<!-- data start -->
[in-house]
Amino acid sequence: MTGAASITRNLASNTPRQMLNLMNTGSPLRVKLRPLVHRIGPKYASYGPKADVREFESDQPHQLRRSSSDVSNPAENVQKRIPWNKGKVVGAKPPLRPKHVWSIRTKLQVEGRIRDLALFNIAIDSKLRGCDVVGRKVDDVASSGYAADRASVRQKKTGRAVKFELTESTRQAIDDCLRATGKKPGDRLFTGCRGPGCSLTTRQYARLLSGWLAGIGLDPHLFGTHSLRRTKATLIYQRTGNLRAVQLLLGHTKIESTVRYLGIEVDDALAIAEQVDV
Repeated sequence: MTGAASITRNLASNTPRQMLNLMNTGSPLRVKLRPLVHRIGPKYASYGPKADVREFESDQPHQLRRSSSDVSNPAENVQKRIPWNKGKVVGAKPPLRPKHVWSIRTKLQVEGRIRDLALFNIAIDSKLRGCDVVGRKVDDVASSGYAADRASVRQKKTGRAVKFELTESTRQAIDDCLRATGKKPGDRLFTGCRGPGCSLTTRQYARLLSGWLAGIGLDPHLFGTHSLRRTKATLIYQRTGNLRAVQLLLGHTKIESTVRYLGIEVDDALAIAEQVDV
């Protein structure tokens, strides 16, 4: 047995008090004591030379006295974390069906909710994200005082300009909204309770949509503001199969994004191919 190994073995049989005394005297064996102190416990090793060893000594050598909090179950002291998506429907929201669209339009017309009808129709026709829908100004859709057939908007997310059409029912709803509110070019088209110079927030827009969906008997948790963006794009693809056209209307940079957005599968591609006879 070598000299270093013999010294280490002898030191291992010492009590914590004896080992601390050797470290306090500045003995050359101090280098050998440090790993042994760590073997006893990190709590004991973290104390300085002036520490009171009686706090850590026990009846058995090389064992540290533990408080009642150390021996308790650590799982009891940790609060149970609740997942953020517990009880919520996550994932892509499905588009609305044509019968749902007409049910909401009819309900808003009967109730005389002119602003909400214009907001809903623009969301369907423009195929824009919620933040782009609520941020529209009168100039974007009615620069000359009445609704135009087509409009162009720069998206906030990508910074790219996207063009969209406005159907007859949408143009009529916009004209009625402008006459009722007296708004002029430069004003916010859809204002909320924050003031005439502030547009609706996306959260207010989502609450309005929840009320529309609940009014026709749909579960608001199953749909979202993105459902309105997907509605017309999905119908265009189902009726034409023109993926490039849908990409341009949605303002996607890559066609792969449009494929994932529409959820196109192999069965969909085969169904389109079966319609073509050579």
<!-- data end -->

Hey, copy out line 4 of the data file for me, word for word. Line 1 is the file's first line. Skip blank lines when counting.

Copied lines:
């Protein structure tokens, strides 16, 4: 047995008090004591030379006295974390069906909710994200005082300009909204309770949509503001199969994004191919 190994073995049989005394005297064996102190416990090793060893000594050598909090179950002291998506429907929201669209339009017309009808129709026709829908100004859709057939908007997310059409029912709803509110070019088209110079927030827009969906008997948790963006794009693809056209209307940079957005599968591609006879 070598000299270093013999010294280490002898030191291992010492009590914590004896080992601390050797470290306090500045003995050359101090280098050998440090790993042994760590073997006893990190709590004991973290104390300085002036520490009171009686706090850590026990009846058995090389064992540290533990408080009642150390021996308790650590799982009891940790609060149970609740997942953020517990009880919520996550994932892509499905588009609305044509019968749902007409049910909401009819309900808003009967109730005389002119602003909400214009907001809903623009969301369907423009195929824009919620933040782009609520941020529209009168100039974007009615620069000359009445609704135009087509409009162009720069998206906030990508910074790219996207063009969209406005159907007859949408143009009529916009004209009625402008006459009722007296708004002029430069004003916010859809204002909320924050003031005439502030547009609706996306959260207010989502609450309005929840009320529309609940009014026709749909579960608001199953749909979202993105459902309105997907509605017309999905119908265009189902009726034409023109993926490039849908990409341009949605303002996607890559066609792969449009494929994932529409959820196109192999069965969909085969169904389109079966319609073509050579």